Regarding maintenance of position limits for Treasury securities options, subsection (b) of proposed Rule 1002D provides that in the event that any of the underlying Treasury securities are reported as “separate trading of registered interest and principal of securities” (“strips”) in the Monthly Statement of the Public Debt of the United States Government, or such other report or compilation as may be selected from time to time by the Exchange, such stripping shall be taken into account in determining whether the position limit as initially established under paragraph (a) (“the established position limit”) can be maintained (the remaining non-stripped underlying securities are hereinafter referred to as “the non-stripped securities”).

Subsection (b)(1) states that the established position limit may remain so long as the position limit covers a principal amount of underlying securities not in excess of 7.5% of the non-stripped securities. However, in the event that the established position limit covers a principal amount of securities in excess of 7.5% of the non-stripped securities, the Exchange shall reestablish the position limit to cover a principal amount of underlying securities not in excess of 7.5% of the non-stripped securities.[59] Subsection (2) provides that except as otherwise exempted under Exchange rules, persons whose positions exceed revised position limits may only engage in liquidating transactions until their positions are lower than the revised position limits.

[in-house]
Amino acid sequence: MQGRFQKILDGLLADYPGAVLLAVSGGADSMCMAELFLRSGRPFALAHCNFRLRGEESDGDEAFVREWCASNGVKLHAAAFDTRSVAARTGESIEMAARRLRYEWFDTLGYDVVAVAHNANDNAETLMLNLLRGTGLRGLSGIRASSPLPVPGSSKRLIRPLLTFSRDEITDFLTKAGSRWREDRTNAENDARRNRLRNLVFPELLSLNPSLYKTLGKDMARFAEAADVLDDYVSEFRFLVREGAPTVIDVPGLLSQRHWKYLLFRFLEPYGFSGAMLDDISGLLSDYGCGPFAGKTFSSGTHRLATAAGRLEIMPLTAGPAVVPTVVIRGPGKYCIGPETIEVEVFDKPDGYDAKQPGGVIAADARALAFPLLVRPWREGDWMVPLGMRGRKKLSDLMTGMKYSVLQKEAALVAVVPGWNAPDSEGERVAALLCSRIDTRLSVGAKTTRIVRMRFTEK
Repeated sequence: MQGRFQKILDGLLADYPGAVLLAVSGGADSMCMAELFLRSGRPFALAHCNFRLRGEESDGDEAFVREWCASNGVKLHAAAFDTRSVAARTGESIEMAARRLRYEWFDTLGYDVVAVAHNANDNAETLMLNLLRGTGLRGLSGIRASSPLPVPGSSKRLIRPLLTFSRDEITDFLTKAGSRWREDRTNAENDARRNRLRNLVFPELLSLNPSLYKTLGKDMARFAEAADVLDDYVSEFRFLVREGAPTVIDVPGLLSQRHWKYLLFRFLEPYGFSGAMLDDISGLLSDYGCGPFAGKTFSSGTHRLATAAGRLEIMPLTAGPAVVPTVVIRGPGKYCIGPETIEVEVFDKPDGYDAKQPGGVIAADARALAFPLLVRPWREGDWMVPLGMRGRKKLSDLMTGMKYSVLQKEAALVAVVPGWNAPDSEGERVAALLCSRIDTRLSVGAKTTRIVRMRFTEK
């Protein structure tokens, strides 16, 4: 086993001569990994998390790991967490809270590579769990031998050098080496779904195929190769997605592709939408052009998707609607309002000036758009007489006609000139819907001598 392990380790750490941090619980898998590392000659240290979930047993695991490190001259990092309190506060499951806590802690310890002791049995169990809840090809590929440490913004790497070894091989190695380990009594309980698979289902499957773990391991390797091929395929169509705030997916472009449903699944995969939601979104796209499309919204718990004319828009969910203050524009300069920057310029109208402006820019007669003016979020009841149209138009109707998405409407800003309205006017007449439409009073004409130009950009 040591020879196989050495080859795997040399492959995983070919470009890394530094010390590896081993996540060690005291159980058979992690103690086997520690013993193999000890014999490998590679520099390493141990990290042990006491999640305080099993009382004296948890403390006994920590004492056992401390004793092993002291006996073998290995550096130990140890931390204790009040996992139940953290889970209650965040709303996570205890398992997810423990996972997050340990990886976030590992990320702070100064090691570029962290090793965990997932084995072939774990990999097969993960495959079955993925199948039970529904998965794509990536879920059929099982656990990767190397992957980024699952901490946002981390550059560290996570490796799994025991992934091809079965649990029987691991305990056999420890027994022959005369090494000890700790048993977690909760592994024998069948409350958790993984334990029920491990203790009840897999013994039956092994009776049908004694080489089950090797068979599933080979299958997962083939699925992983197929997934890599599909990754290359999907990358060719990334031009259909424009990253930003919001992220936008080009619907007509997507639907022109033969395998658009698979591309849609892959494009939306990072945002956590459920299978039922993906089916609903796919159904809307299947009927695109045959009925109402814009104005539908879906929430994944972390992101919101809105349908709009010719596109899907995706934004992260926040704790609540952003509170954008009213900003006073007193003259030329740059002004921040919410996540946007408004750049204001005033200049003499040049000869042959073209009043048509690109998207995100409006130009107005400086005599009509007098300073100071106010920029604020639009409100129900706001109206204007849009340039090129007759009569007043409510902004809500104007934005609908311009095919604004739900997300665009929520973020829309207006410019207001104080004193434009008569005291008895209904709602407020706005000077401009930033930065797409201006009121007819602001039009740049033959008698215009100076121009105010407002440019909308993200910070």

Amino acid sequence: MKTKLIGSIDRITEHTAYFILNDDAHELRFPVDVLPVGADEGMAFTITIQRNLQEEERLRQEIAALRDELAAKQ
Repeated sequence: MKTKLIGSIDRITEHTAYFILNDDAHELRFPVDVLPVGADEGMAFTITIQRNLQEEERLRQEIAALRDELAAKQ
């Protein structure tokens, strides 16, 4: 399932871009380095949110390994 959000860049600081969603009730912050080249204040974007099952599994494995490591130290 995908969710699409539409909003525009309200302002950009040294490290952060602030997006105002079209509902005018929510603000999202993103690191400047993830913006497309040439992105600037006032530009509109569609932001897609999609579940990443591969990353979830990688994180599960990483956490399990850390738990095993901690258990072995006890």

By virtue of proposed Rule 1003D, exercise limits for options on Treasury securities are equivalent to position limits on these instruments. This is similar to the relationship of position and exercise limits for equity and other options pursuant to current Exchange rules.[60]

Moreover, proposed Rule 1004D states that for purposes of Rules 1003 and 1004,[61] references to Rule 1001 in connection with position limits shall be deemed, in the case of Treasury securities options, to be to Rule 1002D. The proposed rule states further that the reference in Rule 1003(a) to reports required of positions of 200 or more options shall, in the case of Treasury securities options, be revised to positions of options covering $2 million or more principal amount of underlying Treasury securities, for example, the 3.125% bonds due in the year 2042.

Margin